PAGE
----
Amid all the sound and fury about Syria and anti-semitism this week I led a debate in Parliament about cyberbullying of young people. It might sound like a niche issue, but over the last two years I have learnt from speaking to teenagers in Cheltenham’s schools that it is hugely important.
It coincided with research published by the Prince’s Trust suggesting that young people’s wellbeing is at its lowest level since the study was first commissioned in 2009.
Nor is this just a British phenomenon. A recent article by NBC in the US, citing research from John Hopkins university, referred to an “acute health crisis among members of the youngest generation of Americans, with critical implications for the country's future.”
And yet the debate so often seems to focus on cure – on what is being done to meet this enduring surge. Cure is important of course. We need to focus with similar energy on prevention too.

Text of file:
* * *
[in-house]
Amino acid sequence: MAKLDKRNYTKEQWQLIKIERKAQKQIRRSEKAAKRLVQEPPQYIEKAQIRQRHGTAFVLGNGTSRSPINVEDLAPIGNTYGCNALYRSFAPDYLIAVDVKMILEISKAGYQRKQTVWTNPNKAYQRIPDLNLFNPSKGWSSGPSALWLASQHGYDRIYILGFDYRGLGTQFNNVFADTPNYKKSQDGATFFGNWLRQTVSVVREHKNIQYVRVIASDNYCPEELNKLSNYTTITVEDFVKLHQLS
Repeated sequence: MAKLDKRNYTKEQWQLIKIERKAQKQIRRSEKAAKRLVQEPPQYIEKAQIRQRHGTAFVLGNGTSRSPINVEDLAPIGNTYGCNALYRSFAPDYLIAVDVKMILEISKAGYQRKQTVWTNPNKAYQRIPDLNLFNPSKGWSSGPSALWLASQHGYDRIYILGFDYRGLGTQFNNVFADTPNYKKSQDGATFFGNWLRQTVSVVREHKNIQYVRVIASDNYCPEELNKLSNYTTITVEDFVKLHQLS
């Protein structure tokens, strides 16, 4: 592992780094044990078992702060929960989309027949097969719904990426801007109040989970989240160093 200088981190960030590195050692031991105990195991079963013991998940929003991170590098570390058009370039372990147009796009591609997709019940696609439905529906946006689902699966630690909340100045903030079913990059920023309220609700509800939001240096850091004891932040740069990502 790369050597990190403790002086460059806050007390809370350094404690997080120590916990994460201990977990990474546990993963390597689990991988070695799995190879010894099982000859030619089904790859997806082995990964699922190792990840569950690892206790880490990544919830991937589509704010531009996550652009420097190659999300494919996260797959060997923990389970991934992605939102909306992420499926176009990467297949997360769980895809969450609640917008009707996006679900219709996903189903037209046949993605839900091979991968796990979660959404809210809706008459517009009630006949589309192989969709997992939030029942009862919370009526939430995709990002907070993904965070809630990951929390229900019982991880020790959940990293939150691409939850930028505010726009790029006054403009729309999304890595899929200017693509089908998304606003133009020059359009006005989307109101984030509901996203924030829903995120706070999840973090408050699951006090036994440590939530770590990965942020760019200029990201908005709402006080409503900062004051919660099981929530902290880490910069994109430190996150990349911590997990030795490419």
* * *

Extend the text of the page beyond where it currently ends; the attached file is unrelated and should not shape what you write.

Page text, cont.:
Evidence from the 1,000 young people we contacted suggested that cyberbullying was the single biggest risk factor to mental health associated with social media use. Relentless, inescapable and devastating, we heard harrowing evidence of young people taken to the very edge of despair. And it can be a scarring experience. One child psychologist referred to “lasting consequences on the adolescent brain”.
That’s why I called on social media companies to do more to tackle the perpetrators. At present the burden is very much on the victim to act – to block or delete. Reporting all too often feels like shouting into an empty room, and there is a perceived lack of consequences for the trolls.
Some platforms are starting to take this more seriously, with signposting, resource hubs and so on. But measures remain tokenistic – slow and inadequate. And the lack of transparency about cyberbullying incidents and responses means companies continue essentially to mark their own homework.
Social media is a force for good. And social media platforms can’t be expect to do it all. But where it comes to cyberbullying for the sake of young people’s mental health they need to raise their game.